Holding one of my degrees in Economics and having worked on Wall Street, I think you hit on some of the major points affecting the profession in the last 30 years. All economists learn the basic theories but that doesn’t prepare them to deal with the irrational actors that cut their paychecks. On Wall Street they are paid to justify the outrageous profits skimmed by the firms. They all know the system is being weakened by the theft of productivity. But where else do they go, government has their own agendas and the pay is worse. Everywhere they are expected to lie for the paycheck.

        My other degree is CS, Applied Mathematics, you are right about the corruption of the use of math in the financial world. The quants(math geeks) create the models that justify whatever craziness allows the firms to extract more profits. Investors should be under no illusions that financial models hold anything other than a manufactured excuse to steal from them. When I worked on Wall Street these models were such a joke, we referred to them as the models du jour.

      • Jerry Bear says:

        Hee, hee! You are basically agreeing with me. Note I said “has become” not “has always been”. I agree with you that the old style economics was established on a solid scientific basis and is well worth studying today, the works of the classic economists such as Adam Smith. Ricardo, Mills, Keynes, Malthus and even Marx are essential for understanding what is happening economically in our world today. In the case of Marx I am restricting him to the mature work of his later years, Das Kapital. He predicts in often remarkable detail today’s economic mess. But all of these present distinct points of view and by comparing and contrasting them you get a balanced perspective of the authentic science of economics.

  8. night-train says:

    I wonder what the Davos crowd is talking about in private? Perhaps they are comparing notes to see how much more, if any, can be squeezed out of the world’s masses. Or perhaps they are making plans for their last redoubt for the coming serf’s uprising. If they are going with the latter, I hope they are using Custer’s tactics. I like the sound of “The 1%’s Last Stand”. A guy can dream can’t he?

    • Kam says:

      Phd’s in Economics ought to review their Econ 101 courses.

      1. Dictating interest rates downward favors Capital over Labor. Ergo companies can replace workers with technology at rates far higher than they otherwise could. This is the largest drag on domestic jobs and the Fed seems blind to the problem.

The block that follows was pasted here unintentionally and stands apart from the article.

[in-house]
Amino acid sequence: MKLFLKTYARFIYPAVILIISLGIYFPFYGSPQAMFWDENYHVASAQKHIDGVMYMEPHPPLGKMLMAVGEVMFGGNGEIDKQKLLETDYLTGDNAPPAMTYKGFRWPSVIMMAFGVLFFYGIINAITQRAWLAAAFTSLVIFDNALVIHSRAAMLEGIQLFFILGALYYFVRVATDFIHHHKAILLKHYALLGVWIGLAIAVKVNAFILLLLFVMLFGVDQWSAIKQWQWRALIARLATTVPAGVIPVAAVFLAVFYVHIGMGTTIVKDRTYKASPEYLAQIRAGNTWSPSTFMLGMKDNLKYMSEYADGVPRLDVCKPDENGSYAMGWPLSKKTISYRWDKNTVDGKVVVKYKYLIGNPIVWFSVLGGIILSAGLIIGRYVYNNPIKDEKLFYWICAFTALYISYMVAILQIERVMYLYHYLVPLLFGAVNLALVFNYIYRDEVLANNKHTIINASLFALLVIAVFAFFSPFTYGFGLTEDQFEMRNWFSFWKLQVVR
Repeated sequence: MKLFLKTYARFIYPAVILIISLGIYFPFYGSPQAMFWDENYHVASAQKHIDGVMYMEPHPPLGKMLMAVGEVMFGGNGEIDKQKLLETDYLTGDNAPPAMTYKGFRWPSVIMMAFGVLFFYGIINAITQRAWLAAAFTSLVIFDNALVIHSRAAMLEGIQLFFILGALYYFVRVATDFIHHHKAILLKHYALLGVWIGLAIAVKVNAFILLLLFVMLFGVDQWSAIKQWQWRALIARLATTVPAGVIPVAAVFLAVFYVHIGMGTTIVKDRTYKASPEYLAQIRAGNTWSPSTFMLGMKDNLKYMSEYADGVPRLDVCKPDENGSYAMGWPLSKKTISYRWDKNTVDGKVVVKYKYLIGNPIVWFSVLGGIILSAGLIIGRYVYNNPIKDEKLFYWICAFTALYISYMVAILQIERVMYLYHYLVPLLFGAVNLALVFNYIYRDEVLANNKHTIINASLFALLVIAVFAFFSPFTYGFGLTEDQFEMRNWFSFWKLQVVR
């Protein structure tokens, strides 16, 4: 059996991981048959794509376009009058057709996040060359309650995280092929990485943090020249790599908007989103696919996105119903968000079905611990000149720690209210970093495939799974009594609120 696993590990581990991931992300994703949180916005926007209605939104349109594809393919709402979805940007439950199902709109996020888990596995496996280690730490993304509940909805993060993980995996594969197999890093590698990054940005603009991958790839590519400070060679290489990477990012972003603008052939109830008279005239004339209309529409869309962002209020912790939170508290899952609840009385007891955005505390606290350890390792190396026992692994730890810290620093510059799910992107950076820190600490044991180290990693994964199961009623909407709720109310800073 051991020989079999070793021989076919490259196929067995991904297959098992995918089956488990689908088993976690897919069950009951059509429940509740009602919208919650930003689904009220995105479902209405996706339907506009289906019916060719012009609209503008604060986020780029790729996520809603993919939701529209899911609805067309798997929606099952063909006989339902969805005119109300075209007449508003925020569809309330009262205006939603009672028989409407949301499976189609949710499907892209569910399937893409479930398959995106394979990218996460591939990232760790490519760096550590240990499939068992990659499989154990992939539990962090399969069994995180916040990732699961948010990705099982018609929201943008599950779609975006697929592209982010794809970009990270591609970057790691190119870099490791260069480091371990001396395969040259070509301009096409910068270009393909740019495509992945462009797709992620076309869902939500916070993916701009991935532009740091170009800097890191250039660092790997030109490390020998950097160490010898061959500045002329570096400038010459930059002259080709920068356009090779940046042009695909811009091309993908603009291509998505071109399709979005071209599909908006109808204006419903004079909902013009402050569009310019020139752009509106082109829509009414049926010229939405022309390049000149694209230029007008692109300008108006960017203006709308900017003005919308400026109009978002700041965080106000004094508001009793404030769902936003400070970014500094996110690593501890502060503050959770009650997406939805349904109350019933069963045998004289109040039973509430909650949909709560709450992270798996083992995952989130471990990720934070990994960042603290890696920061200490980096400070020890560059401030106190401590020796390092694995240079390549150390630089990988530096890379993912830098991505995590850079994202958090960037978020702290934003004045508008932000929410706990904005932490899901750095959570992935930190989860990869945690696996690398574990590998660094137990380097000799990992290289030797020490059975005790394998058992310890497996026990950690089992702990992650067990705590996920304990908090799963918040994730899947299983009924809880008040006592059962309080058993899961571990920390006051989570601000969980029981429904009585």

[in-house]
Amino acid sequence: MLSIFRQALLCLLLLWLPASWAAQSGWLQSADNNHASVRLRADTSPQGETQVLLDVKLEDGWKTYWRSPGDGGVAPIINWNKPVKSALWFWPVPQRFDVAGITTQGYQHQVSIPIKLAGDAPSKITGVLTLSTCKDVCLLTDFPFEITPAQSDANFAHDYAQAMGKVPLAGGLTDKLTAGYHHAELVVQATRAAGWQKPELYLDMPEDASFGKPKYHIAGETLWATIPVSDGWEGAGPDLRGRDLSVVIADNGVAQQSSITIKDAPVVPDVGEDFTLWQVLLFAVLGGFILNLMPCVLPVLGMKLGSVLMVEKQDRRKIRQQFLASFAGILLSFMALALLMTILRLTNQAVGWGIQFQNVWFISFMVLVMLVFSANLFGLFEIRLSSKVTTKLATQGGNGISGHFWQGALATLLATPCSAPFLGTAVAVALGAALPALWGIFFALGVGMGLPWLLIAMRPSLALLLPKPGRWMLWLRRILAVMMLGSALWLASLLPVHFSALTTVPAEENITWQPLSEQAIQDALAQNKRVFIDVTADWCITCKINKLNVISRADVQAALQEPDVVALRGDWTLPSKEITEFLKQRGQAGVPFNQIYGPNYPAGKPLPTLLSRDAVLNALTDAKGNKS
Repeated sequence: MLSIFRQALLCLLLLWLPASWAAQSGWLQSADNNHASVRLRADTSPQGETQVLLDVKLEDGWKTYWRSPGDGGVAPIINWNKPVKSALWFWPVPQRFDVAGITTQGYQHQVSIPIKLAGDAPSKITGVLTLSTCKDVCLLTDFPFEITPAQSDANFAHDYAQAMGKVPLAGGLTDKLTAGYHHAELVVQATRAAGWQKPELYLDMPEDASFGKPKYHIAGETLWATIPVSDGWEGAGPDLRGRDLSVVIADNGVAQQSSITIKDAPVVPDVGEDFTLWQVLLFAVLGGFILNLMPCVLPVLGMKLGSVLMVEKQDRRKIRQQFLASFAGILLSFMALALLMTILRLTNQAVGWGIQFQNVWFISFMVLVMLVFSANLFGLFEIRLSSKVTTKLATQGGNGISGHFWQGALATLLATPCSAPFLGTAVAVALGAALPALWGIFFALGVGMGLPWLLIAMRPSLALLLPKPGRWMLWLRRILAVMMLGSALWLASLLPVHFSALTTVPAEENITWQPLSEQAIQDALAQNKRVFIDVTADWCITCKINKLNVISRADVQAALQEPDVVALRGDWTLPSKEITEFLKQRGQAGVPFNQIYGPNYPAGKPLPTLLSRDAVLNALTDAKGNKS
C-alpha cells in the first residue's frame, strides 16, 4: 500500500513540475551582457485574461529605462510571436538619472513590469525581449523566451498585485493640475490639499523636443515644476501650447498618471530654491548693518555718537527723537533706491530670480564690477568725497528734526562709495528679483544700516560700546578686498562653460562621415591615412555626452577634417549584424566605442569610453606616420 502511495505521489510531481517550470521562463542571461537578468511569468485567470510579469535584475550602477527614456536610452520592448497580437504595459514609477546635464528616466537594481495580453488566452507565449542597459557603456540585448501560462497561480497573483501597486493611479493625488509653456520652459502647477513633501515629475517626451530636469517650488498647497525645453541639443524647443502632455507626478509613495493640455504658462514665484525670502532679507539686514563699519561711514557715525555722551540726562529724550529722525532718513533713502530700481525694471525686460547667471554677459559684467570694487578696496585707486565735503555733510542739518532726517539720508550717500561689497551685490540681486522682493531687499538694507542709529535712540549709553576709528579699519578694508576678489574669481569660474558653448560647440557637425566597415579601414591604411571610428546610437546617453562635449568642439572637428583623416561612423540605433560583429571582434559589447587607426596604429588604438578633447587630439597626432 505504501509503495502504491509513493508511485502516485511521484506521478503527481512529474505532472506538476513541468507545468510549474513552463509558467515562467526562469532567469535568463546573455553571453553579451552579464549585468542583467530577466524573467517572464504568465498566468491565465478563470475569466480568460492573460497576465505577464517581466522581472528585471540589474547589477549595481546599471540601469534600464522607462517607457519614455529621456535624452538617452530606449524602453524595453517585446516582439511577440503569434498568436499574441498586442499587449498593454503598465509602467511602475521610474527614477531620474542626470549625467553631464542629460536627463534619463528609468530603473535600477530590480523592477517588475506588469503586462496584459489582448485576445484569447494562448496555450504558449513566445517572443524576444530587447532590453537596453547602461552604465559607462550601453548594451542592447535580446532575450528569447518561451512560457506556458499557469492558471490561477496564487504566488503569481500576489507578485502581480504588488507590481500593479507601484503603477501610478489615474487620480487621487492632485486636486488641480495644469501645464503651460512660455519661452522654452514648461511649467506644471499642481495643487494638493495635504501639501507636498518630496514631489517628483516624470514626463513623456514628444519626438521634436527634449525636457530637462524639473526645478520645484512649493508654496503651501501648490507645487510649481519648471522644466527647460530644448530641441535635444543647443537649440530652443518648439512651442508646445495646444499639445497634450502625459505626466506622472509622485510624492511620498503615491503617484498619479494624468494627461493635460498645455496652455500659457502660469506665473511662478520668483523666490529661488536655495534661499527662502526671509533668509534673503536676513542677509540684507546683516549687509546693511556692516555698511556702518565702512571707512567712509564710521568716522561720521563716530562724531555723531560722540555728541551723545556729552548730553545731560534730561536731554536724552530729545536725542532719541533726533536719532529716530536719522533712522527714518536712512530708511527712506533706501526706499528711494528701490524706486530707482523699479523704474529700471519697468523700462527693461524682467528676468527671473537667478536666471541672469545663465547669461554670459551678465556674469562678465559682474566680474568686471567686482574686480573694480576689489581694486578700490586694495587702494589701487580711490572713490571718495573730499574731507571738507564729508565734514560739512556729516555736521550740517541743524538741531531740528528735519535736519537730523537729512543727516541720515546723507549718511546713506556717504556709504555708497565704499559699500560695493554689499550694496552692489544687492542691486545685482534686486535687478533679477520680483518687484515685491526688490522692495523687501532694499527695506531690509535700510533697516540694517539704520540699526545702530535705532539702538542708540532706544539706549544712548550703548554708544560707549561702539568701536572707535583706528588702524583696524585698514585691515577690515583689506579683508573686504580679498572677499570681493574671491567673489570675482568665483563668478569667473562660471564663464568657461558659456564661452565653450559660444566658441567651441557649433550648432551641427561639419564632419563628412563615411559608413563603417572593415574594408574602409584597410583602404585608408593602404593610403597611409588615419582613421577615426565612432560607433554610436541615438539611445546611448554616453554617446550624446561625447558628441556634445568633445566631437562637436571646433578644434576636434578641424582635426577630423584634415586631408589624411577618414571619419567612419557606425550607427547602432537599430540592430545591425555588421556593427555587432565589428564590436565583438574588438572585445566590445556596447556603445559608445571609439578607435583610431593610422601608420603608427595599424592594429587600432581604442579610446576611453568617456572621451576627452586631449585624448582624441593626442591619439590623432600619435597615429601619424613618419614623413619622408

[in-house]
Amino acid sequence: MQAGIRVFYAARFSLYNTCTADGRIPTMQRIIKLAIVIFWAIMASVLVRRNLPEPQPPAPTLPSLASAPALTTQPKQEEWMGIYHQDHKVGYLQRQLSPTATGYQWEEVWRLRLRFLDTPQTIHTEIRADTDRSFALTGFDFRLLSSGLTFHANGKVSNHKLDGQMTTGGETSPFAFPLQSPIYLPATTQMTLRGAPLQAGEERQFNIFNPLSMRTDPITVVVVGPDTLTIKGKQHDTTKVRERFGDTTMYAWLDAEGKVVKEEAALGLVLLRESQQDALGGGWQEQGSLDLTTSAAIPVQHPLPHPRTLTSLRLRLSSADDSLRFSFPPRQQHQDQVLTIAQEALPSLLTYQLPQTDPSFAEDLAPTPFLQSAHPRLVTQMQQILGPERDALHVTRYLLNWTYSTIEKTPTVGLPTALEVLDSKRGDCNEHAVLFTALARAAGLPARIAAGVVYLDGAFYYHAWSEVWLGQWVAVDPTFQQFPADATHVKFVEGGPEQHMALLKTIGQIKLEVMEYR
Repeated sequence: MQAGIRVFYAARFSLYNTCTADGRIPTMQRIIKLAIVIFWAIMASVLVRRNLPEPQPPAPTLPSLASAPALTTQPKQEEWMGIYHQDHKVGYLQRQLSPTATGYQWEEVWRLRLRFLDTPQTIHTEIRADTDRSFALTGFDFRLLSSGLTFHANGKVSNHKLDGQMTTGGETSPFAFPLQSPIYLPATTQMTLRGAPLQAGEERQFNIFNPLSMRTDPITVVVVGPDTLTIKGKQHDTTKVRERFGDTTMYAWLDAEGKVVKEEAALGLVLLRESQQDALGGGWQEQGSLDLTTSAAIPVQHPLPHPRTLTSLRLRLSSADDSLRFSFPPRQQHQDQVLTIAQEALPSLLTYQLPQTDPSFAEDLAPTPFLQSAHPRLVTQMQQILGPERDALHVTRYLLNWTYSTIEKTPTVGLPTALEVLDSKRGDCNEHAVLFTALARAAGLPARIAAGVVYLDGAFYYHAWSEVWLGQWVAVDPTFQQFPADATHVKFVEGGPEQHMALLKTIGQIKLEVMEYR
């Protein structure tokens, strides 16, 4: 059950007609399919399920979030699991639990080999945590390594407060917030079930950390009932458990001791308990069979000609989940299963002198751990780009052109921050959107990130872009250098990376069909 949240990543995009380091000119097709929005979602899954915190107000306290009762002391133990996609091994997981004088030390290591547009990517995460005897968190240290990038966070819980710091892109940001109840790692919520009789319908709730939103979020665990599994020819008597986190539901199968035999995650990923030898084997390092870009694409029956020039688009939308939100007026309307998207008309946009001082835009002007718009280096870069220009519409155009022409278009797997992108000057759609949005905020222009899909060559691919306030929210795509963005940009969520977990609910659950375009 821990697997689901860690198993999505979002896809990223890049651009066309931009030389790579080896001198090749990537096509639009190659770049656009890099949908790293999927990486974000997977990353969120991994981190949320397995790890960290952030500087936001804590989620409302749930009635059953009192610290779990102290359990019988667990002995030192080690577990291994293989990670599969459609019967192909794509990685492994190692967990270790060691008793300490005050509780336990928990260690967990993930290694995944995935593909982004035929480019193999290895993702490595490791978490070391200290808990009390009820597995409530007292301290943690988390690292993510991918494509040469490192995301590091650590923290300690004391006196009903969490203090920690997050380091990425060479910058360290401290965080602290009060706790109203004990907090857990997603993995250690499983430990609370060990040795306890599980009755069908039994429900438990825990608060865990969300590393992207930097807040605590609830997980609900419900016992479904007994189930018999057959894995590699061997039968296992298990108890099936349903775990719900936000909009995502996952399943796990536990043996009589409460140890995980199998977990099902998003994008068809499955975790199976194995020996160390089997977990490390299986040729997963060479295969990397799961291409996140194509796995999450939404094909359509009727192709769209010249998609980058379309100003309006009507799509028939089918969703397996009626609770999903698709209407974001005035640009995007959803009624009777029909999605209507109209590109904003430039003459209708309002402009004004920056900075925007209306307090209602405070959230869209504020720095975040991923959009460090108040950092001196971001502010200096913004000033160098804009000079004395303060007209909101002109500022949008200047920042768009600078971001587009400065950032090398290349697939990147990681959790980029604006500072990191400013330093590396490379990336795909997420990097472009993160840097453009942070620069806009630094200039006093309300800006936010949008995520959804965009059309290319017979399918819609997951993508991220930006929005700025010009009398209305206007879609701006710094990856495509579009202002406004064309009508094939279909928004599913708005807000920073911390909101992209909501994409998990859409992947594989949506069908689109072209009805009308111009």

2.There a few things in an economy that you can tinker with that doesn’t result in unintended consequences. Cheap money is not building new factories- it is buying back shares and purchasing competitors. Mergers and acquisitions always kill jobs, never create jobs. Cheap dictated money, once again is a job killer.

      • Petunia says:

        You are mistaken that capital in our current environment is replacing labor with technology. Capital is being extracted and the firms are liquidating before our very eyes.

        All that buyback money is benefiting stockholders and management at the expense of productive labor. The more people they fire the more money is available for non productive activities, debt repayment, dividends, bonuses. There is no reinvestment of any kind that is meaningfully increasing the productivity of these firms. They are hollowing out.

  9. walter map says:

    One thing is certain: things sure are screwy out there.

    Why Are Corporations Hoarding Trillions?


    Explanations for a number of features of the present economy have not seemed particularly satisfying, but it’s possible I’ve just gotten stuck in Skeptic mode and am in need of adjustment.

  10. fledermaus says:

    “The PhDs at the helm of the world’s central banks also believe they can change people’s buying, selling, and investing decisions – for the better – by providing them with false data. ”

    Pretty much this. For what they call “the dismal science” do you ever notice that they are always “surprised” by bad economic news and never by good? Nope this ever-optimistic bunch sails along certain in the fact that this, truly, is the best of all possible worlds.

    • Petunia says:

      Economists at the CBs are employees. Much like professional soldiers, they fight the wars their employers start. Start voting out the captured political class and then maybe the behaviors will change.

  11. d'Cynic says:

    Kudos for this article and comments. Let me just add my piece from my collection of stored memorable quotes:

    Alan Greenspan: We’re never going to agree on Fraud.
    Brooksley Born (CFTC): What do you mean?
    Alan Greenspan: You probably think there should be rules against it.
    Brooksley Born: Well, yes I do.
    Alan Greenspan: I think the market will take care of itself and the fraudsters.

Comments are closed.